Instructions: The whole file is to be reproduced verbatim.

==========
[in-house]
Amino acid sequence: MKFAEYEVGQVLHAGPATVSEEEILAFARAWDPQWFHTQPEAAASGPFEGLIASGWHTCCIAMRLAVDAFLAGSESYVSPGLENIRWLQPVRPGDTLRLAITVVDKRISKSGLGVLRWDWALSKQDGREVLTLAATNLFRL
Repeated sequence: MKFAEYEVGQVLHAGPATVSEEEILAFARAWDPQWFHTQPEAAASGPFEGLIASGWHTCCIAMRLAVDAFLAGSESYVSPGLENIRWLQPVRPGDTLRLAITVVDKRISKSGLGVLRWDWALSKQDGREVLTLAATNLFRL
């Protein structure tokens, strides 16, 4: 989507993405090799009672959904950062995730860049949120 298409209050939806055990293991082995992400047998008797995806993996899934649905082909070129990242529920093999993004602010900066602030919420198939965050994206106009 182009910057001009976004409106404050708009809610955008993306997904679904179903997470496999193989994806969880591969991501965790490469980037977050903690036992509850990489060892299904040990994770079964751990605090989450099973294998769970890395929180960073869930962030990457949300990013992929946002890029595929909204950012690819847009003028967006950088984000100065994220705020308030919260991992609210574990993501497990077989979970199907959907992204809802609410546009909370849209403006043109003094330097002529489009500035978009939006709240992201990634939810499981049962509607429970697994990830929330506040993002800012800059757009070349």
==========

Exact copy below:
[in-house]
Amino acid sequence: MKFAEYEVGQVLHAGPATVSEEEILAFARAWDPQWFHTQPEAAASGPFEGLIASGWHTCCIAMRLAVDAFLAGSESYVSPGLENIRWLQPVRPGDTLRLAITVVDKRISKSGLGVLRWDWALSKQDGREVLTLAATNLFRL
Repeated sequence: MKFAEYEVGQVLHAGPATVSEEEILAFARAWDPQWFHTQPEAAASGPFEGLIASGWHTCCIAMRLAVDAFLAGSESYVSPGLENIRWLQPVRPGDTLRLAITVVDKRISKSGLGVLRWDWALSKQDGREVLTLAATNLFRL
């Protein structure tokens, strides 16, 4: 989507993405090799009672959904950062995730860049949120 298409209050939806055990293991082995992400047998008797995806993996899934649905082909070129990242529920093999993004602010900066602030919420198939965050994206106009 182009910057001009976004409106404050708009809610955008993306997904679904179903997470496999193989994806969880591969991501965790490469980037977050903690036992509850990489060892299904040990994770079964751990605090989450099973294998769970890395929180960073869930962030990457949300990013992929946002890029595929909204950012690819847009003028967006950088984000100065994220705020308030919260991992609210574990993501497990077989979970199907959907992204809802609410546009909370849209403006043109003094330097002529489009500035978009939006709240992201990634939810499981049962509607429970697994990830929330506040993002800012800059757009070349």